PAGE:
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  1. Abstract

    While the natural transition orbital (NTO) method has allowed electronic excitations from time‐dependent Hartree‐Fock and density functional theory to be viewed in a traditional orbital picture, the extension to multicomponent molecular orbitals such as those used in relativistic two‐component methods or generalized Hartree‐Fock (GHF) or generalized Kohn‐Sham (GKS) is less straightforward due to mixing of spin‐components and the inherent inclusion of spin‐flip transitions in time‐dependent GHF/GKS. An extension of single‐component NTOs to the two‐component framework is presented, in addition to a brief discussion of the practical aspects of visualizing two‐component complex orbitals. Unlike the single‐component analog, the method explicitly describes the spin and frequently obtains solutions with several significant orbital pairs. The method is presented using calculations on a mercury atom and a CrO2Cl2complex.

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  2. Abstract

    Recent studies of the optical properties of 2D materials have reported unique phenomena and features that are absent in conventional bulk semiconductors. Many of these interesting properties, such as enhanced light‐matter coupling, gate‐tunable photoluminescence, and unusual excitonic optical selection rules arise from the nature of the two‐ and multi‐particle excited states such as strongly bound Wannier excitons and charged excitons. The theory, modeling, and ab initio calculations of these optically excited states in 2D materials are reviewed. Several analytical and ab initio approaches are introduced. These methods are compared with each other, revealing their relative strength and limitations. Recent works that apply these methods to a variety of 2D materials and material‐defect systems are then highlighted. Understanding of the optically excited states in these systems is relevant not only for fundamental scientific research of electronic excitations and correlations, but also plays an important role in the future development of quantum information science and nano‐photonics.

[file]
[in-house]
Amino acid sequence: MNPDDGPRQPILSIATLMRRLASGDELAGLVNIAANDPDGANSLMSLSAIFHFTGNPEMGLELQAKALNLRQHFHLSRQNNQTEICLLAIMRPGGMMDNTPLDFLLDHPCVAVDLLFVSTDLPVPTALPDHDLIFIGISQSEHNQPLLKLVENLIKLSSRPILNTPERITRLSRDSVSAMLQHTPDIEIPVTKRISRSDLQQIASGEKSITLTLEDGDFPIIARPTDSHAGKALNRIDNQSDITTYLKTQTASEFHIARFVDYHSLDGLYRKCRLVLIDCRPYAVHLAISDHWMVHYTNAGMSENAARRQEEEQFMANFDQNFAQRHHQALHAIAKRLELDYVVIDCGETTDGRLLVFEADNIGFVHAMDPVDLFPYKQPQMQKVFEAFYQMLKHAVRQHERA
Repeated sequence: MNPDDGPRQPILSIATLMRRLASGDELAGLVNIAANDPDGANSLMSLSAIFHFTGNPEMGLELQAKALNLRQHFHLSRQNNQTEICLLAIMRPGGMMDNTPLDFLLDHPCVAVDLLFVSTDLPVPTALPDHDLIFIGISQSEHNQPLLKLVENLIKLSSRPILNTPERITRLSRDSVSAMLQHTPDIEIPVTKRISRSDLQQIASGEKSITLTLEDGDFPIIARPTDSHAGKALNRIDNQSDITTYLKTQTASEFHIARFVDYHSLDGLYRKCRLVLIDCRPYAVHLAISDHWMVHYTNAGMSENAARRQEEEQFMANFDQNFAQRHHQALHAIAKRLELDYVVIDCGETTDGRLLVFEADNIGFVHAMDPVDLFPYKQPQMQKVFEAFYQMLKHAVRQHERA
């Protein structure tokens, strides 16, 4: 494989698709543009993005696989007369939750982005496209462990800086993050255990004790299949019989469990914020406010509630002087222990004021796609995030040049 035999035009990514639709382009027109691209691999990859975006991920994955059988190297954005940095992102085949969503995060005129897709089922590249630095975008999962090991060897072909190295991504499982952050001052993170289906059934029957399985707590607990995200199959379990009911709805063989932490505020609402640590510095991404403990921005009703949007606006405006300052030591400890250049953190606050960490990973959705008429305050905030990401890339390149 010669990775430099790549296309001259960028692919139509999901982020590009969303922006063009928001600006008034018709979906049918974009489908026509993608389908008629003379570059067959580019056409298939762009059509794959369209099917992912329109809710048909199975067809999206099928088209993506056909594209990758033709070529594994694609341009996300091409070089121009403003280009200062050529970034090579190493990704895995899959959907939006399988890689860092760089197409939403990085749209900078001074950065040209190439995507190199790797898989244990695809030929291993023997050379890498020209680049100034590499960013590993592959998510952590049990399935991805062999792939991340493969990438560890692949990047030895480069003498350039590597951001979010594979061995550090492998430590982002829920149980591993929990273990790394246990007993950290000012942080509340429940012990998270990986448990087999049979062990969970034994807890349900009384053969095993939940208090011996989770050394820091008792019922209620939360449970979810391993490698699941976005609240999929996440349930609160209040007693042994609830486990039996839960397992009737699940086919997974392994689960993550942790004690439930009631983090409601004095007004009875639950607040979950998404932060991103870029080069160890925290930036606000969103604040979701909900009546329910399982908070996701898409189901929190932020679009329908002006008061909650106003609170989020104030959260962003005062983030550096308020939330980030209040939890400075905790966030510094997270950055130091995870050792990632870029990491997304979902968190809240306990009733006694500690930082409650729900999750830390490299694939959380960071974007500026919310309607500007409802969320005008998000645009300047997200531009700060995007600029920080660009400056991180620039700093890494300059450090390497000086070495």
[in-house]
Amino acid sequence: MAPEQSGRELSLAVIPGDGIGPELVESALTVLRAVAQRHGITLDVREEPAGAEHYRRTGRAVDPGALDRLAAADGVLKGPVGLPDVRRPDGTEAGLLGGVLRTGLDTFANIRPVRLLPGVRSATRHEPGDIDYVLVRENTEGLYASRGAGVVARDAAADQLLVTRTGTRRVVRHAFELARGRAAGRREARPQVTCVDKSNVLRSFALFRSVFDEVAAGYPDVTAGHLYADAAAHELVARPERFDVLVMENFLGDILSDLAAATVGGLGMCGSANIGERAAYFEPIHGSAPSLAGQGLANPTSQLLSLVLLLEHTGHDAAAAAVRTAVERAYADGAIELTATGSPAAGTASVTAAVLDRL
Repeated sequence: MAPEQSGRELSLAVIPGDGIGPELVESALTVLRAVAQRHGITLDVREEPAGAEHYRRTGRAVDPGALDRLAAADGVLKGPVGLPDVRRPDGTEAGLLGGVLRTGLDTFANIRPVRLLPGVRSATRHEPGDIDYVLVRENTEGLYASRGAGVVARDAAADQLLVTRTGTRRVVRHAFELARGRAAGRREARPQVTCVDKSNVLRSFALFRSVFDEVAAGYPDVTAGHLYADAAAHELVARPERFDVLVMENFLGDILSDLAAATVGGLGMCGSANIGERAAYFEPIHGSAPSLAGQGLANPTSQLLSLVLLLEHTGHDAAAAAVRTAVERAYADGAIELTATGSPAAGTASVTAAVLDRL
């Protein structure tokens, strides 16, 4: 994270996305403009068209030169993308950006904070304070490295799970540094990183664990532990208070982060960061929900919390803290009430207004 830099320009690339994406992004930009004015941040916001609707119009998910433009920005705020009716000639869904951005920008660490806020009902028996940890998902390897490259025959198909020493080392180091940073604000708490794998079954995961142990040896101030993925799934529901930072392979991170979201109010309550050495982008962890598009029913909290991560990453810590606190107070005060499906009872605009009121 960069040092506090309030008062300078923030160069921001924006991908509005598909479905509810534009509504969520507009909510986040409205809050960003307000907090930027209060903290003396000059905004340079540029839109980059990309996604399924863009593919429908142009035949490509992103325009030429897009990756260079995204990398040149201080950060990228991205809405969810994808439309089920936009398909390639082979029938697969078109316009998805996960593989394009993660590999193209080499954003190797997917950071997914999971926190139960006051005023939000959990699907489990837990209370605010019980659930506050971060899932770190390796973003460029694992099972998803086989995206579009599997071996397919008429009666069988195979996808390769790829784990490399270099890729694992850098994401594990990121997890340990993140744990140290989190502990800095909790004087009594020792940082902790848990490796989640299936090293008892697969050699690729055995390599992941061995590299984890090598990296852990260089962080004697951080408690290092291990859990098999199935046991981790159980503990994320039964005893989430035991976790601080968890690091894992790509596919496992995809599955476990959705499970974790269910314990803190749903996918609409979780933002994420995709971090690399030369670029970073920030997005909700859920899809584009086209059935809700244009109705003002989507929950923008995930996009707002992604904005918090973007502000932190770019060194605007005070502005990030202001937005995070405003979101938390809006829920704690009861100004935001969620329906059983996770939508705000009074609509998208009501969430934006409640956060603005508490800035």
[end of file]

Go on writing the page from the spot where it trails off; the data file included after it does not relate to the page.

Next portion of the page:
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  3. Abstract

    The Chronus Quantum (ChronusQ) software package is an open source (under the GNU General Public License v2) software infrastructure which targets the solution of challenging problems that arise in ab initio electronic structure theory. Special emphasis is placed on the consistent treatment of time dependence and spin in the electronic wave function, as well as the inclusion of relativistic effects in said treatments. In addition, ChronusQ provides support for the inclusion of uniform finite magnetic fields as external perturbations through the use of gauge‐including atomic orbitals. ChronusQ is a parallel electronic structure code written in modern C++ which utilizes both message passing implementation and shared memory (OpenMP) parallelism. In addition to the examination of the current state of code base itself, a discussion regarding ongoing developments and developer contributions will also be provided.

    This article is categorized under:

    Software > Quantum Chemistry

    Electronic Structure Theory > Ab Initio Electronic Structure Methods

    Electronic Structure Theory > Density Functional Theory

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  4. null (Ed.)